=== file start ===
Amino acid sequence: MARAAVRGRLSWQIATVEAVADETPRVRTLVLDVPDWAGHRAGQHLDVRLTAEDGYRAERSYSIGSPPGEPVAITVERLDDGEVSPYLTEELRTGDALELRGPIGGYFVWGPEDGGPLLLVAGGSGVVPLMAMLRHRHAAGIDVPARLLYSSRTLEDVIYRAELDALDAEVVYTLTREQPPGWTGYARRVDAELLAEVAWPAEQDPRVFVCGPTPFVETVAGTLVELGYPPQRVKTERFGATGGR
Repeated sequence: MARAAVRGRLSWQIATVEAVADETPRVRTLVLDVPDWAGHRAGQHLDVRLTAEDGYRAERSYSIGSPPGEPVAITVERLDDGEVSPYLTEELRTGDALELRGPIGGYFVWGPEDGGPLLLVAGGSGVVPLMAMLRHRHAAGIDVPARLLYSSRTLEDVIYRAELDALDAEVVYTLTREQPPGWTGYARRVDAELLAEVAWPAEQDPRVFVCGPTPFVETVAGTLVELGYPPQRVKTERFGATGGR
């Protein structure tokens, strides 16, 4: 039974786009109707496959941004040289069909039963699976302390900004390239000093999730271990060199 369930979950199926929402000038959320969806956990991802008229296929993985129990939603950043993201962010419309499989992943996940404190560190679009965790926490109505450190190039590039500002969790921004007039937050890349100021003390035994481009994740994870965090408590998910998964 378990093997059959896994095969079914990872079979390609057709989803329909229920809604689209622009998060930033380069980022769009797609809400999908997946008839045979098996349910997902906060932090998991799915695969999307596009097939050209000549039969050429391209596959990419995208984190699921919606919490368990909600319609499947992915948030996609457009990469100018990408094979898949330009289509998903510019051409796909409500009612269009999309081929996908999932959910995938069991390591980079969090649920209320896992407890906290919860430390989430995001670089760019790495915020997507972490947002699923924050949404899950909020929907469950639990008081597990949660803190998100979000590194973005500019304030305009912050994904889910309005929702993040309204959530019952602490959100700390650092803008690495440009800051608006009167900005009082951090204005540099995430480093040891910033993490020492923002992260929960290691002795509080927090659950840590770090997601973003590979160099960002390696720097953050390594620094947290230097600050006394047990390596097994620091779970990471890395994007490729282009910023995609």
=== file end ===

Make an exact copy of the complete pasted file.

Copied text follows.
Amino acid sequence: MARAAVRGRLSWQIATVEAVADETPRVRTLVLDVPDWAGHRAGQHLDVRLTAEDGYRAERSYSIGSPPGEPVAITVERLDDGEVSPYLTEELRTGDALELRGPIGGYFVWGPEDGGPLLLVAGGSGVVPLMAMLRHRHAAGIDVPARLLYSSRTLEDVIYRAELDALDAEVVYTLTREQPPGWTGYARRVDAELLAEVAWPAEQDPRVFVCGPTPFVETVAGTLVELGYPPQRVKTERFGATGGR
Repeated sequence: MARAAVRGRLSWQIATVEAVADETPRVRTLVLDVPDWAGHRAGQHLDVRLTAEDGYRAERSYSIGSPPGEPVAITVERLDDGEVSPYLTEELRTGDALELRGPIGGYFVWGPEDGGPLLLVAGGSGVVPLMAMLRHRHAAGIDVPARLLYSSRTLEDVIYRAELDALDAEVVYTLTREQPPGWTGYARRVDAELLAEVAWPAEQDPRVFVCGPTPFVETVAGTLVELGYPPQRVKTERFGATGGR
């Protein structure tokens, strides 16, 4: 039974786009109707496959941004040289069909039963699976302390900004390239000093999730271990060199 369930979950199926929402000038959320969806956990991802008229296929993985129990939603950043993201962010419309499989992943996940404190560190679009965790926490109505450190190039590039500002969790921004007039937050890349100021003390035994481009994740994870965090408590998910998964 378990093997059959896994095969079914990872079979390609057709989803329909229920809604689209622009998060930033380069980022769009797609809400999908997946008839045979098996349910997902906060932090998991799915695969999307596009097939050209000549039969050429391209596959990419995208984190699921919606919490368990909600319609499947992915948030996609457009990469100018990408094979898949330009289509998903510019051409796909409500009612269009999309081929996908999932959910995938069991390591980079969090649920209320896992407890906290919860430390989430995001670089760019790495915020997507972490947002699923924050949404899950909020929907469950639990008081597990949660803190998100979000590194973005500019304030305009912050994904889910309005929702993040309204959530019952602490959100700390650092803008690495440009800051608006009167900005009082951090204005540099995430480093040891910033993490020492923002992260929960290691002795509080927090659950840590770090997601973003590979160099960002390696720097953050390594620094947290230097600050006394047990390596097994620091779970990471890395994007490729282009910023995609």